Divergent Traditions, Converging Faiths: Troeltsch, Comparative Theology, and the Conversation with Hinduism

By Joseph Molleur | Go to book overview

Chapter 7

Troeltsch's Method in Action: Glaubenslehre, Part Two

How exactly did Troeltsch transform the six concepts contained in the definition of Christianity's essence into contemporary-religious propositions, based on a history-of-religions approach? How did he expand his systematic outline into a systematic theology? Before responding to those questions by embarking on a detailed study of Troeltsch's presentation of the contemporary-religious concepts of Christian faith, it may be useful to highlight two things that Troeltsch believes apply to all six of those concepts. First, he views each of the concepts as a synecdoche, “so that each implies the whole of the Christian faith. Each concept includes within itself the whole of this faith: the religious and ethical idea of redemption and personality. Only the exemplification changes” with the individual treatment of each succeeding concept (GL, §11.1). And second, Troeltsch emphasizes that his approach to all of these concepts will be a descriptive one. “[We] describe the Christian disposition and the religious concepts or beliefs contained in it” (GL, §11.2). Consciously following the example of Schleiermacher, he thus intends to undertake a descriptive “theology of consciousness” as opposed to the more traditional deductive “theology of facts” (GL, p. 115). An important consequence of this decision is the recognition that “the dogmatic concept of God analyzes our thoughts about God, not God himself” (GL, §11.2). With these considerations in mind, our attention now turns to the heart of Troeltsch's theological system.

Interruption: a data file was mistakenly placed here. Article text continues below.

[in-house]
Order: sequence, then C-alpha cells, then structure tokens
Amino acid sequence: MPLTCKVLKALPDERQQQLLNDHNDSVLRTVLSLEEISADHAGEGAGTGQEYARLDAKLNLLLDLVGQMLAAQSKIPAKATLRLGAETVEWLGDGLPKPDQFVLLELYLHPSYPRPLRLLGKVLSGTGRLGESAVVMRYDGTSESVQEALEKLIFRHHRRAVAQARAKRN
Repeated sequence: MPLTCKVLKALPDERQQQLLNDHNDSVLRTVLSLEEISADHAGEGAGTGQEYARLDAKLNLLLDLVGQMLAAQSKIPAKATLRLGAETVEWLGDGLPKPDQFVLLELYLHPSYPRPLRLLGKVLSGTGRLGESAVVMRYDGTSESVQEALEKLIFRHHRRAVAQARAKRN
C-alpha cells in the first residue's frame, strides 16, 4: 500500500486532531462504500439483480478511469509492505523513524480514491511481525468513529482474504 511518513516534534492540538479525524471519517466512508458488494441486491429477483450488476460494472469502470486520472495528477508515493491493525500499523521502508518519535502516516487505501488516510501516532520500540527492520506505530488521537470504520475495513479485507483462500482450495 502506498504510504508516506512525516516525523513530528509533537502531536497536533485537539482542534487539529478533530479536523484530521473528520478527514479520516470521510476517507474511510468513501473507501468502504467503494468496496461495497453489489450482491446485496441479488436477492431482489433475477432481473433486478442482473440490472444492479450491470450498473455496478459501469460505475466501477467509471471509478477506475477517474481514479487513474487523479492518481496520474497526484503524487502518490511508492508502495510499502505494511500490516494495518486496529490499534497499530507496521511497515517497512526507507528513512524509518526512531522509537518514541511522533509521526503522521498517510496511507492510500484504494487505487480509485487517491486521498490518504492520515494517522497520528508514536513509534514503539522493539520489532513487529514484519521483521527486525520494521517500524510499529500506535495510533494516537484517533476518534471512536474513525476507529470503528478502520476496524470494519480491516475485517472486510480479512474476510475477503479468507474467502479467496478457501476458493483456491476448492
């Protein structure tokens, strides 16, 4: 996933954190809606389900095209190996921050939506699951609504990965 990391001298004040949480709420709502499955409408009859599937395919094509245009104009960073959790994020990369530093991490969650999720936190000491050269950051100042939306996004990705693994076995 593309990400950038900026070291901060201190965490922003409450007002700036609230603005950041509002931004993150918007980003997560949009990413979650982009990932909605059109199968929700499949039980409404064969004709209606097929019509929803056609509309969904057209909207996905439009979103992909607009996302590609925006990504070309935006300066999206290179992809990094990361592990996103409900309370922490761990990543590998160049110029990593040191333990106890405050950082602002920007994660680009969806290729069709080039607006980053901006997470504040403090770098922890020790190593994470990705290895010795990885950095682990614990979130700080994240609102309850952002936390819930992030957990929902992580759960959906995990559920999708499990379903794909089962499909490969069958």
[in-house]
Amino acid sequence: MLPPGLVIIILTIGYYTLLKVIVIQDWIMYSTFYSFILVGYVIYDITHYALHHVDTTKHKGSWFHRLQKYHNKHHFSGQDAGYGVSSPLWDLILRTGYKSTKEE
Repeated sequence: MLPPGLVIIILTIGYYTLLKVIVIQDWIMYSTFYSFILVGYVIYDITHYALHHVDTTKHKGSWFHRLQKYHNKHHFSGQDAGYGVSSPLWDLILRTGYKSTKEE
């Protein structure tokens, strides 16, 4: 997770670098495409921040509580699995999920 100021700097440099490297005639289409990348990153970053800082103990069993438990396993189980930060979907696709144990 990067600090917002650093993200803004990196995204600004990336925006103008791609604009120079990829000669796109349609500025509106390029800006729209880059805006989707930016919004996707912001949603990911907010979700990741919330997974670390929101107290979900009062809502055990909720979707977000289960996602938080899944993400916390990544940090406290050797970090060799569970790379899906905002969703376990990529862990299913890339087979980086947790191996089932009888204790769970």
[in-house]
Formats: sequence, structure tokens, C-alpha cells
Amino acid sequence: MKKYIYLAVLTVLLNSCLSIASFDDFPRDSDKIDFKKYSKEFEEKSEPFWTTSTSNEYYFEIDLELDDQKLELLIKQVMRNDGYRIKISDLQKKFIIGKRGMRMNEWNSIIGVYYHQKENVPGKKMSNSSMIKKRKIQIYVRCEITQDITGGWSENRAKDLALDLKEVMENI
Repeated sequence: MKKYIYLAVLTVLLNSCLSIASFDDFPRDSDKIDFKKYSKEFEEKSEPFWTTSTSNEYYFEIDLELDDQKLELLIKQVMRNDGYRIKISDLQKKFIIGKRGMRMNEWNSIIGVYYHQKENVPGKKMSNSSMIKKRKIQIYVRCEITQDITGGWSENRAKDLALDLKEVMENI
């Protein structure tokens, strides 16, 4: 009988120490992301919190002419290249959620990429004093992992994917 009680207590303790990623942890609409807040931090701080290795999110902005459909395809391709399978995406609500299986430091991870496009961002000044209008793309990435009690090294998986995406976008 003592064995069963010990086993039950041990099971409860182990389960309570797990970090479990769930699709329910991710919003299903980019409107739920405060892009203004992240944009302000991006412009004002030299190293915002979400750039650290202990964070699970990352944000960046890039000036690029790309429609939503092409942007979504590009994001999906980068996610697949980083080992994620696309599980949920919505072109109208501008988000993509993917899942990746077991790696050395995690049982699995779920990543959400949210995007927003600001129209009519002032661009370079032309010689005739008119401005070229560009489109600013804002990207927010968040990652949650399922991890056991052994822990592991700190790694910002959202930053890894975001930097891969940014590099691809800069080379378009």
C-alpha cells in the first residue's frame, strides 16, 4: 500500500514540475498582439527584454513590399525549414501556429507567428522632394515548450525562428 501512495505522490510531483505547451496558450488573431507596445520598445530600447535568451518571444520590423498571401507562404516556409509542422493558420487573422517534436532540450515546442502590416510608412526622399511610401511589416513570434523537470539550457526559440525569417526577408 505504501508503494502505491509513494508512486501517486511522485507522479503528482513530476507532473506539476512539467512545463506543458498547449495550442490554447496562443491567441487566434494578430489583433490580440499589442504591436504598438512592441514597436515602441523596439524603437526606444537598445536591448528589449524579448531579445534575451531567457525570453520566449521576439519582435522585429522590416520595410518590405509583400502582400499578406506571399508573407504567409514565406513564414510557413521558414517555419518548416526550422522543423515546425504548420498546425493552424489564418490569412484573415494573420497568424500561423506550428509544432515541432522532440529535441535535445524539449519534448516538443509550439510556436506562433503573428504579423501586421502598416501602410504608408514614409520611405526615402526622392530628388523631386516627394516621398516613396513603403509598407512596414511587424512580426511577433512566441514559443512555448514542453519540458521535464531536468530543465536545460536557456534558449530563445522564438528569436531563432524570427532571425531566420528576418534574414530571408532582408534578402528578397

Christian Concept of God

The sections of the Glaubenslehre which Troeltsch dedicates to the exposition of the Christian concept of God (§§11—14) are among the lengthi

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